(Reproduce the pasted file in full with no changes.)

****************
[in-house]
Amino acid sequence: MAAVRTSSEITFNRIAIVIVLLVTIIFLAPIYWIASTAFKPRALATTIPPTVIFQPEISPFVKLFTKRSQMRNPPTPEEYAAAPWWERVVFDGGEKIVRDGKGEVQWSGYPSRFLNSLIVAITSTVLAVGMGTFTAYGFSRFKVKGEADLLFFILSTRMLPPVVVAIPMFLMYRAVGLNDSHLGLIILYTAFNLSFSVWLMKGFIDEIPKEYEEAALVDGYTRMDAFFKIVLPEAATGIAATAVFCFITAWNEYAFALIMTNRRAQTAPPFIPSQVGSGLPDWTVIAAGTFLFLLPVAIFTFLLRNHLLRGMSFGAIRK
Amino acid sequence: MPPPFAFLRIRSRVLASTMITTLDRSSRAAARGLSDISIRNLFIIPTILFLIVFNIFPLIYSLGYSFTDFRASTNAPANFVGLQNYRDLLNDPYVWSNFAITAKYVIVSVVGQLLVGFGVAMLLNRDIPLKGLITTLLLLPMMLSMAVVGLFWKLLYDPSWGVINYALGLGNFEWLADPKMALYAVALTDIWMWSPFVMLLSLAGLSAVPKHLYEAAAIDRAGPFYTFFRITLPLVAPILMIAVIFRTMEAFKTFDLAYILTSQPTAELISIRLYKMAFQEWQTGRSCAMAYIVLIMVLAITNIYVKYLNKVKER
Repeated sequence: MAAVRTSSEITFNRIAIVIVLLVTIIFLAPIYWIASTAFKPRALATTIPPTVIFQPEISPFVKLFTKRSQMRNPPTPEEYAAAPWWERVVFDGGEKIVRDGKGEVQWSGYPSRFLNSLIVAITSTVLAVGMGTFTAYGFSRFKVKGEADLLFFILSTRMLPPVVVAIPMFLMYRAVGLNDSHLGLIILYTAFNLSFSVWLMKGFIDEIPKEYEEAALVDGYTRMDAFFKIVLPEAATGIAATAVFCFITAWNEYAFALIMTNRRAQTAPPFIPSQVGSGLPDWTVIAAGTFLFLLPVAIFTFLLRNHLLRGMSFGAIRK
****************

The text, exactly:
[in-house]
Amino acid sequence: MAAVRTSSEITFNRIAIVIVLLVTIIFLAPIYWIASTAFKPRALATTIPPTVIFQPEISPFVKLFTKRSQMRNPPTPEEYAAAPWWERVVFDGGEKIVRDGKGEVQWSGYPSRFLNSLIVAITSTVLAVGMGTFTAYGFSRFKVKGEADLLFFILSTRMLPPVVVAIPMFLMYRAVGLNDSHLGLIILYTAFNLSFSVWLMKGFIDEIPKEYEEAALVDGYTRMDAFFKIVLPEAATGIAATAVFCFITAWNEYAFALIMTNRRAQTAPPFIPSQVGSGLPDWTVIAAGTFLFLLPVAIFTFLLRNHLLRGMSFGAIRK
Amino acid sequence: MPPPFAFLRIRSRVLASTMITTLDRSSRAAARGLSDISIRNLFIIPTILFLIVFNIFPLIYSLGYSFTDFRASTNAPANFVGLQNYRDLLNDPYVWSNFAITAKYVIVSVVGQLLVGFGVAMLLNRDIPLKGLITTLLLLPMMLSMAVVGLFWKLLYDPSWGVINYALGLGNFEWLADPKMALYAVALTDIWMWSPFVMLLSLAGLSAVPKHLYEAAAIDRAGPFYTFFRITLPLVAPILMIAVIFRTMEAFKTFDLAYILTSQPTAELISIRLYKMAFQEWQTGRSCAMAYIVLIMVLAITNIYVKYLNKVKER
Repeated sequence: MAAVRTSSEITFNRIAIVIVLLVTIIFLAPIYWIASTAFKPRALATTIPPTVIFQPEISPFVKLFTKRSQMRNPPTPEEYAAAPWWERVVFDGGEKIVRDGKGEVQWSGYPSRFLNSLIVAITSTVLAVGMGTFTAYGFSRFKVKGEADLLFFILSTRMLPPVVVAIPMFLMYRAVGLNDSHLGLIILYTAFNLSFSVWLMKGFIDEIPKEYEEAALVDGYTRMDAFFKIVLPEAATGIAATAVFCFITAWNEYAFALIMTNRRAQTAPPFIPSQVGSGLPDWTVIAAGTFLFLLPVAIFTFLLRNHLLRGMSFGAIRK